This will likely be a month of a lot of Martin Gardner reminiscences on blogs, with the combination of his birthday approaching (10/21) and his new autobiography making the rounds (I've reviewed the autobio. twice over at MathTango: short review & long review ).
The most recent NY Times "Wordplay" puzzle column is dedicated to an old Gardner classic problem (Monkey and the Coconuts), but what I enjoy most about the column is hearing from Martin's son James who relays some brief memories of his famous dad:
James remarks at one point, in words that I've heard echoed by others:
“The thing I find fascinating — in some realms Dad was a rock star. He had groupies. People were excited to meet him. In other realms … if you were not enmeshed in his writing, you had no idea who he was."I too always found this true. Over the years when I mentioned to friends that I was a Martin Gardner fan, the response was either along the lines of, 'Oh yeah, isn't that guy great!' or alternatively, 'Whooooooooo???' …or, on still other occasions, 'isn't he the guy that wrote those pages at the back of Scientific American for awhile?' …to which I always wanted to reply, 'Uhhh, yeah, sorta like that Einstein guy, who fiddled around with light for awhile, I guess'….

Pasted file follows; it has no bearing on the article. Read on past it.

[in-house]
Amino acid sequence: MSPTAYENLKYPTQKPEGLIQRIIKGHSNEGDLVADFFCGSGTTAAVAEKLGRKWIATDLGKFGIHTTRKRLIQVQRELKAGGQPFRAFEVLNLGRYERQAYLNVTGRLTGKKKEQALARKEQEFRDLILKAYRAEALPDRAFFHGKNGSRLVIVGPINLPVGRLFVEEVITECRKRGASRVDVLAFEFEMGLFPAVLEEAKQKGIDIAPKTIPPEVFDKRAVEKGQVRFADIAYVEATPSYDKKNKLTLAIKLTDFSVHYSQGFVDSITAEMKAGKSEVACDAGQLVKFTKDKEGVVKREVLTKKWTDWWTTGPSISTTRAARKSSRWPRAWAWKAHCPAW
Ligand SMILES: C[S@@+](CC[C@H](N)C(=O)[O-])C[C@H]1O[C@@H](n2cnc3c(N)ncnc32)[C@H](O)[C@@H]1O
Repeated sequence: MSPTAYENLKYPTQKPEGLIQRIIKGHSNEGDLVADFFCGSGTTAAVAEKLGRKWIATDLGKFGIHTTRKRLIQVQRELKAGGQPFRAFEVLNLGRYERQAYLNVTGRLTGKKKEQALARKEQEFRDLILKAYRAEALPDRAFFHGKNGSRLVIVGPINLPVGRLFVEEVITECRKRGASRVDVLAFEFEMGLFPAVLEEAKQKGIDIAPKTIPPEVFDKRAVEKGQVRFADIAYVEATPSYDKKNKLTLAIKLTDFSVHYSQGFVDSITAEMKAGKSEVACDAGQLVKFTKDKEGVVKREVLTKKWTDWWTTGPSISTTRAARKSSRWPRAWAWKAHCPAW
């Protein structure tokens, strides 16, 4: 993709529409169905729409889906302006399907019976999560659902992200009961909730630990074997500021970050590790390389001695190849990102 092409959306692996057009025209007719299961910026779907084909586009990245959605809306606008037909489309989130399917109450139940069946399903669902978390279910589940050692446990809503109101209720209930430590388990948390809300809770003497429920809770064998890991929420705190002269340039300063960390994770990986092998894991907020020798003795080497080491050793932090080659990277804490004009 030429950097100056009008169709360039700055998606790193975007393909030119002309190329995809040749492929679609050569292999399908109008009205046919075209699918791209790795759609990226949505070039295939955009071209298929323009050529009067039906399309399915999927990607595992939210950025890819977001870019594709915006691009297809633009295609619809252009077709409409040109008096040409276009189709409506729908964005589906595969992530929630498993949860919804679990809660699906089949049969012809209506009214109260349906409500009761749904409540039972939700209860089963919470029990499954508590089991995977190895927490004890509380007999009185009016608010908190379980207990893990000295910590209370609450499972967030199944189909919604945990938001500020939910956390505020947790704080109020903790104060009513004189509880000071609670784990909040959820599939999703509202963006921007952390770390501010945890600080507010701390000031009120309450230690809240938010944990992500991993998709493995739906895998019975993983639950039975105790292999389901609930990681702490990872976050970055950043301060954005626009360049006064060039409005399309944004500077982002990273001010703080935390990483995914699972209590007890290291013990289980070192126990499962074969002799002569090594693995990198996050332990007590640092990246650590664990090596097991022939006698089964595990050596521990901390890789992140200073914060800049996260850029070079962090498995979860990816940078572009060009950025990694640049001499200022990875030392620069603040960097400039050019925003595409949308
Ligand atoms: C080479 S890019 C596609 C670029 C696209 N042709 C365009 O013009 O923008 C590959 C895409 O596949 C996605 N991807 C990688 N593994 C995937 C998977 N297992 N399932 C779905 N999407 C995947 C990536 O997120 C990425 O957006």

Also worth noting that The Aperiodical recently ran a podcast talking to Colm Mulcahy specifically about Gardner here:
In other notes, but still speaking of math popularizers, one of my favorite current ones, Richard Elwes, was recently interviewed here, promoting his most recent books:
And finally, as a heads-up, looks like I'll be hosting the November "Carnival of Math" so be thinking of posts (yours or others) you'd like to send along for inclusion (I'll probably be putting out a reminder each week through end-of-month). The submission page is here: